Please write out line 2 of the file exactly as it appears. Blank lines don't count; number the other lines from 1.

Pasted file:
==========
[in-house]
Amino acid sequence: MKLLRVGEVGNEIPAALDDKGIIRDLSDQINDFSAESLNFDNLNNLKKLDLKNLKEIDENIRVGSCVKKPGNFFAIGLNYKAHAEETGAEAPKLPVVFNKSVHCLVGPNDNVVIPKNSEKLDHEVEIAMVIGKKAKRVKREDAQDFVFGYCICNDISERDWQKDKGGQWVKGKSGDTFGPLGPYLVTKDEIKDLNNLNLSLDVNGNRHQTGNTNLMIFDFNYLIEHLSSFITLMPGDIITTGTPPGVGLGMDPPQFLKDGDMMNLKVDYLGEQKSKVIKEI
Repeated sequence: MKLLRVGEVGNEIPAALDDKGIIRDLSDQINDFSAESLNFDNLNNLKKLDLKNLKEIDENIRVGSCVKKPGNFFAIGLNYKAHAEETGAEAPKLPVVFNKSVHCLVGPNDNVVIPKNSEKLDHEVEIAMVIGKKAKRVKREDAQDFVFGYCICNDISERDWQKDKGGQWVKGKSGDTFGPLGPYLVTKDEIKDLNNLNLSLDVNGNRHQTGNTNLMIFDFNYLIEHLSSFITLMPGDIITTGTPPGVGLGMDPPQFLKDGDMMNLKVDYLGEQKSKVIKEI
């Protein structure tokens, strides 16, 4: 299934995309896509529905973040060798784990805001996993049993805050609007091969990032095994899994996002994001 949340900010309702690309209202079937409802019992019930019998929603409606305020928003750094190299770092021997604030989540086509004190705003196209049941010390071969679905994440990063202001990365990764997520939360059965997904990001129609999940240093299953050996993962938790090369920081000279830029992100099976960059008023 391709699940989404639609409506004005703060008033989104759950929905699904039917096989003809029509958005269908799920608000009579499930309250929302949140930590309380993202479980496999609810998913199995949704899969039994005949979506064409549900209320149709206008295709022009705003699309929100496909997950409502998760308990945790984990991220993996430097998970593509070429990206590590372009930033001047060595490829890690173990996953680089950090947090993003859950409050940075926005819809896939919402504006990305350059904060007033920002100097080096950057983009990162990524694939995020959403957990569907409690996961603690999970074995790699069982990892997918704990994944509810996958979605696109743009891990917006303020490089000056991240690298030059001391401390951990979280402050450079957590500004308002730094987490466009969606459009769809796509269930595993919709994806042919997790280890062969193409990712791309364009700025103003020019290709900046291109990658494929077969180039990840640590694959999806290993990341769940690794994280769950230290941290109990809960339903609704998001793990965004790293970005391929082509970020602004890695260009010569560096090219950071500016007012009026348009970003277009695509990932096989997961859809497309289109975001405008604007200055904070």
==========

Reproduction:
Amino acid sequence: MKLLRVGEVGNEIPAALDDKGIIRDLSDQINDFSAESLNFDNLNNLKKLDLKNLKEIDENIRVGSCVKKPGNFFAIGLNYKAHAEETGAEAPKLPVVFNKSVHCLVGPNDNVVIPKNSEKLDHEVEIAMVIGKKAKRVKREDAQDFVFGYCICNDISERDWQKDKGGQWVKGKSGDTFGPLGPYLVTKDEIKDLNNLNLSLDVNGNRHQTGNTNLMIFDFNYLIEHLSSFITLMPGDIITTGTPPGVGLGMDPPQFLKDGDMMNLKVDYLGEQKSKVIKEI